While we're on the subject of shattered lives, Werner Herzog has made a powerful documentary, meant as a cautionary tale to warn of the consequences of texting while driving.  I wonder if it wouldn't seem to be just as important to warn people of the inevitable "collateral" damage from driving cars without texting - accidents and pollution??   Nah...


  1. The 'after' picture of Shanghai looks like a sci-fi city. Then again, we are very nearly living in a Blade Runner world.

  2. Such tragedy in society. Trees poisoned by pollution, tress falling and harming children and other citizens. Add the many children killed by air pollution or given what amounts to a kick in the throat asthma attack. Is there not a better way to conduct ourselves?
    Thanks, Gail, for you diligent updates.

    David Lange

  3. I always have been more concerned by the "wounded" than by the dead. In any war, accident, tree falling, bomb explosion, etc., there is always MUCH more wounded that dead. All we know about them is their number (like in: 10 dead, 70 wounded) which means a million of different but often extremely difficult conditions for the "survivors". Branches falling are going to cause extremely serious injuries. I wish I would die rather than be gravely injured (personally).

    I am always trying to understand why the "others" do not see what I see: trees dying everywhere since many years and being in such a dire visible condition. One of the reasons is certainly that trees are so elegant in decay and death, proud to the very end, not stench, no blood. They are doing everything to hide their demise and never loose composure in front of the degenerated egotistical maniacs that we are as a group. The maples around my house still look kind of ok if they stay in ones periphereal vision. But the leaves are full of holes! The city did cut a lot of branches during the summer. How can those people whom it is the trade to take care of trees not see? and/or continue to act as if nothing is happening. It is beyond me.

  4. I had dinner at my neighbor's farm last night. She is in her 70's and lives in the same Colonial clapboard house where she grew up. She is widowed, has 10 grandchildren and 1 grandchild so far. She's a really nice person, lives a very simple life, and said a prayer before we ate. A few years ago she finally gave up spraying the huge old elm that covered the house and had it cut down. She replaced it with a maple which is now about 25 feet high, and last night when we were outside at the grill she mentioned how upset she is that something is wrong with it. The leaves are mottled and shriveling up, and they are falling off so much that the lawn underneath is completely hidden. She thought maybe it was because her son-in-law sprayed the patio for weeds. You can't see another building from her house other than those that comprise the farm - barns and sheds - just fields and woods and the pond. Hundreds of trees. I didn't mention to her that every single one of them is in the exact same condition as her maple. What's the point? It will just make her miserable to see.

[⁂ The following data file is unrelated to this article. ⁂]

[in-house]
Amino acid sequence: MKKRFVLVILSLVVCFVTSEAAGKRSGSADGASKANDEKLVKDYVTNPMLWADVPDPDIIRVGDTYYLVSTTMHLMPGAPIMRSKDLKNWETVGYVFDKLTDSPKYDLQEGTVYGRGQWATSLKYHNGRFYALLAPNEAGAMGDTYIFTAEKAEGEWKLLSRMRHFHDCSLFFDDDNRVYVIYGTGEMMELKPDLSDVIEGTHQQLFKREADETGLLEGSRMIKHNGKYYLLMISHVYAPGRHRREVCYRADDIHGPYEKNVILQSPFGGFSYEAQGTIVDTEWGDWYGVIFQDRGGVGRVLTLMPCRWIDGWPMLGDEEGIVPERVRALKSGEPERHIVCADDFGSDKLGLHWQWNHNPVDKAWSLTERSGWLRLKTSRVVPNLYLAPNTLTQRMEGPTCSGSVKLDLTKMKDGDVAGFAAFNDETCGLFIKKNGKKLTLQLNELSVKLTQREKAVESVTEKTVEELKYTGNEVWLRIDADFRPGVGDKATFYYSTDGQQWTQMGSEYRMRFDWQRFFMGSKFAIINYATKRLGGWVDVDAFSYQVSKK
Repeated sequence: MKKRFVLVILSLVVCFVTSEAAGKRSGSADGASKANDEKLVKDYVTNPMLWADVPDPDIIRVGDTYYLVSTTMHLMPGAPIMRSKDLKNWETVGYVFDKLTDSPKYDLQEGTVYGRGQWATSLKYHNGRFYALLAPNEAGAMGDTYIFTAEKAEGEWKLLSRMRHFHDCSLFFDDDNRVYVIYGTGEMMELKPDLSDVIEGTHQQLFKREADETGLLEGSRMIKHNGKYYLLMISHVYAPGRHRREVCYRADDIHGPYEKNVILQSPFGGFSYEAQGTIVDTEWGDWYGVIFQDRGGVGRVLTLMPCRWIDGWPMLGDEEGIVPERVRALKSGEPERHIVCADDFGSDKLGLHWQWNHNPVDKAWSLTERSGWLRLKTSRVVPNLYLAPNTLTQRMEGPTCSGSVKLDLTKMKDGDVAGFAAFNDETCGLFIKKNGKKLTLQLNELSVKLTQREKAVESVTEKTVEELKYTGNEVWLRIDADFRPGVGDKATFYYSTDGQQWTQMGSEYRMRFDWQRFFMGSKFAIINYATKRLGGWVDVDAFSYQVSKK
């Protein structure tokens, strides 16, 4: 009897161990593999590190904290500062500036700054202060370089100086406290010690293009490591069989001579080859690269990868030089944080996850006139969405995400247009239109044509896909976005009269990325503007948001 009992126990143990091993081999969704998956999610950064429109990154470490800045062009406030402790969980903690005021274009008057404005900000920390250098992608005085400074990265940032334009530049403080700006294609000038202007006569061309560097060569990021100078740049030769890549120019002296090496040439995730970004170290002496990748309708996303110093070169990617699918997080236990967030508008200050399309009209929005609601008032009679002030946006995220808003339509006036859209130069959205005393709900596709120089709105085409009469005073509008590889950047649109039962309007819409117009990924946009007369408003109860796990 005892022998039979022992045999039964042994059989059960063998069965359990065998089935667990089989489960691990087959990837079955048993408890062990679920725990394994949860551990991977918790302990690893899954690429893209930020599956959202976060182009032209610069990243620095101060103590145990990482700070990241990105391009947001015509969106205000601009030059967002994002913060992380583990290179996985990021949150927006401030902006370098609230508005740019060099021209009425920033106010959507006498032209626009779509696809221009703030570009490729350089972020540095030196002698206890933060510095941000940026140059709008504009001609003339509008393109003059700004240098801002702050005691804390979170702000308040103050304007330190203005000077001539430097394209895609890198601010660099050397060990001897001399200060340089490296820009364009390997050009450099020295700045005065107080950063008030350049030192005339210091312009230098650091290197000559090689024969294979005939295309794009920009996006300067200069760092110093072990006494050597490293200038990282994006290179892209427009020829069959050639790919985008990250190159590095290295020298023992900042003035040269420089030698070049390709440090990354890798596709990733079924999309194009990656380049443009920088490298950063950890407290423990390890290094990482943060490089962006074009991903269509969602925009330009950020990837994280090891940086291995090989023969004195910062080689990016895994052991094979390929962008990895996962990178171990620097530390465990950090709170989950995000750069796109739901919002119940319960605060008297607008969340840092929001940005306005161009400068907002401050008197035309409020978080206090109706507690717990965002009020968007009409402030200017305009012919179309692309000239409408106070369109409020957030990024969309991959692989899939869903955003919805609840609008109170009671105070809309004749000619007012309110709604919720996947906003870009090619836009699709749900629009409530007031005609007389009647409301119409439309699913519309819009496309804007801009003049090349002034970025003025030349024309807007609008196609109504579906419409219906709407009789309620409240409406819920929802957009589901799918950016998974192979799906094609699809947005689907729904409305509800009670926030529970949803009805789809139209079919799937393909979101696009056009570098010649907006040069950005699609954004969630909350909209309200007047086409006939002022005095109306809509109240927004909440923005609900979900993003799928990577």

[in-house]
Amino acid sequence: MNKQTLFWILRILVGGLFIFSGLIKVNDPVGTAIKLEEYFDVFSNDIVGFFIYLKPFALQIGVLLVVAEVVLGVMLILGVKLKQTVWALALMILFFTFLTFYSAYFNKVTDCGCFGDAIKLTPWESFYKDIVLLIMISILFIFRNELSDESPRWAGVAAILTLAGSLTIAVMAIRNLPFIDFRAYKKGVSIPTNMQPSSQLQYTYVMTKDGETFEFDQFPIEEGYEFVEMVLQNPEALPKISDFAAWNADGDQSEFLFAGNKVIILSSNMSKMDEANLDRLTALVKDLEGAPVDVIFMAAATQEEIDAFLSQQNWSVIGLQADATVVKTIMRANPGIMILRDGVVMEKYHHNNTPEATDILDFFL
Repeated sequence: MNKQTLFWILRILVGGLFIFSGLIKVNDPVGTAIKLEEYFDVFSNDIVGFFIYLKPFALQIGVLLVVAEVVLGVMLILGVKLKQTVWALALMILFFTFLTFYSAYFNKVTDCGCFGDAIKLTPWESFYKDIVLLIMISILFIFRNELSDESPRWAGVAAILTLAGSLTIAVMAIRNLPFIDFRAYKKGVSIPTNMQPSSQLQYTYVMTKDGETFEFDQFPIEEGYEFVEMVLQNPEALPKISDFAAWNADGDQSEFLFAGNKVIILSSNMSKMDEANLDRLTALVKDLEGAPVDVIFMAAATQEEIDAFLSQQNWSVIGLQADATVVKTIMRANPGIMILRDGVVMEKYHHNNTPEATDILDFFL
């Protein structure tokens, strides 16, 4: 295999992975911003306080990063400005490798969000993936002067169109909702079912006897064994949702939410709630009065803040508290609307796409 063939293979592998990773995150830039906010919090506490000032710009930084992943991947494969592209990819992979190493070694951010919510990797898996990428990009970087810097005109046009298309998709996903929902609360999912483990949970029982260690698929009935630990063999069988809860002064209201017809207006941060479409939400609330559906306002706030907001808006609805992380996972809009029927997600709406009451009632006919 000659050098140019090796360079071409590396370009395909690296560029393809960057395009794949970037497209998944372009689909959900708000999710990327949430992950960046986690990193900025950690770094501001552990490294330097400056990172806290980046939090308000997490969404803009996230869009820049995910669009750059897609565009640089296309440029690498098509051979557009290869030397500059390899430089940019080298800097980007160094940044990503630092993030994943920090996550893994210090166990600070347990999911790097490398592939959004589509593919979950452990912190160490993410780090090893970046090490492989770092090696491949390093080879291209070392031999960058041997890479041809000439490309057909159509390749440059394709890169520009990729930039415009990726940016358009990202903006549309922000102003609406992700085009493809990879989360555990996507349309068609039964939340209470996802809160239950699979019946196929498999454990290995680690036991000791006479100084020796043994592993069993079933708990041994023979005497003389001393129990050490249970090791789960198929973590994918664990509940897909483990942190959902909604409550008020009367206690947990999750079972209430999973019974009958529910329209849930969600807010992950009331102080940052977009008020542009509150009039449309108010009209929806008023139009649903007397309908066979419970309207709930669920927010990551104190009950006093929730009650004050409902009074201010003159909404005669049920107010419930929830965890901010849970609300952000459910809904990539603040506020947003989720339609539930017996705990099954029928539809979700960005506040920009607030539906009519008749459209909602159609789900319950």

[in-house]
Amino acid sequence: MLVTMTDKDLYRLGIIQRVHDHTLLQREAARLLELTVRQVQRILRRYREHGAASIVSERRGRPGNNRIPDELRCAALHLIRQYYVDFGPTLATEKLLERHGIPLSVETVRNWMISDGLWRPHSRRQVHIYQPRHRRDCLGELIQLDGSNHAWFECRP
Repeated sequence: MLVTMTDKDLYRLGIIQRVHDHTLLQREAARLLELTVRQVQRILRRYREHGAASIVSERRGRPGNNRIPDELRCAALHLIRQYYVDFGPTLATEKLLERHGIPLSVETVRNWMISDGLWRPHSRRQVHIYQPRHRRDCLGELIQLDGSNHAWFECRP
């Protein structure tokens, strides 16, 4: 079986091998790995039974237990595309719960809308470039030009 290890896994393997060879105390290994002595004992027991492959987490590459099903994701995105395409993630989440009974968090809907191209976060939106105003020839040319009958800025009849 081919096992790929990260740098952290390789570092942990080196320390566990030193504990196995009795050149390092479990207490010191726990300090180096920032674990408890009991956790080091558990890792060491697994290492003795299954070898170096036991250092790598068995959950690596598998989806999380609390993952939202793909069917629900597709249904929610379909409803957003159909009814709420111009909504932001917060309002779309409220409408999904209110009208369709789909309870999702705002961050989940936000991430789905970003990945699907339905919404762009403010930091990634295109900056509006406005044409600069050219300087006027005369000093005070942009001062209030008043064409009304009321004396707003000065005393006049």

5. That's what we're doing gail, lying to ourselves by omission. We don't talk about it because it isn't going to stop anyway, so . . .
    We're always so complicit in it too - that's a hard lesson to learn and most refuse to see what we're doing because this rapacious world is so alluring, attractive, and "cool" until you wake up and SEE (grok) that it isn't what it seems, then down the rabbit hole you go . . . ending up at NTE.

    Thanks for your words and work gail.


  6. Can I use your comment space to rant a bit? I work with someone who is a FREAKING MORON. She loves hot weather, really hot weather, the extreme heat/smog alert type of hot weather, the type that actually kills people. Therefore, in her mind, global warming is a good thing, because it means more of that weather. And she just doesn't care about its effects on plant & animal species or what it means for the future. (I don't know where she thinks her food comes from.) All of that is irrelevant. What matters to her is whether she can wear sundresses and enjoy hot nights on her balcony.

    And yet her views are typical. People think *I'm* the weirdo for even mentioning the downsides of global warming. They certainly aren't thinking AT ALL of changing a single thing about their way of life to maybe prepare for/mitigate what's coming. (They don't believe it's coming.)

    So, we're toast. Thanks stupid people!

  7. 18 August 2013 Last updated at 13:15 ET

    European forests near 'carbon saturation point'

    The word 'ozone' doesn't appear in this article.

  8. Thanks Catman! I have been on a retreat without much access to internet - I'll check it out.

  9. That Shanghai now-and-then... only 27 years? That's incredible. All this stuff has just crept into our lives, and as your URL points out, it's not possible to 'unsee' it. Is it possible to get enough people to see it? In time? Probably not, as we're already out of time. The thing about the 'texting while driving' risk reminds me of how I was ridiculed in the early days of the Internet for expressing my belief that using a mobile phone while driving was stupid; I imagine that a great many of the folks with whom I was 'communicating' (sic) took umbrage because they did it all the time. Soon thereafter, it became illegal to do so in the UK (but stupid folks still do it).


Blog Archive

Follow by Email

My Blog List

Search This Blog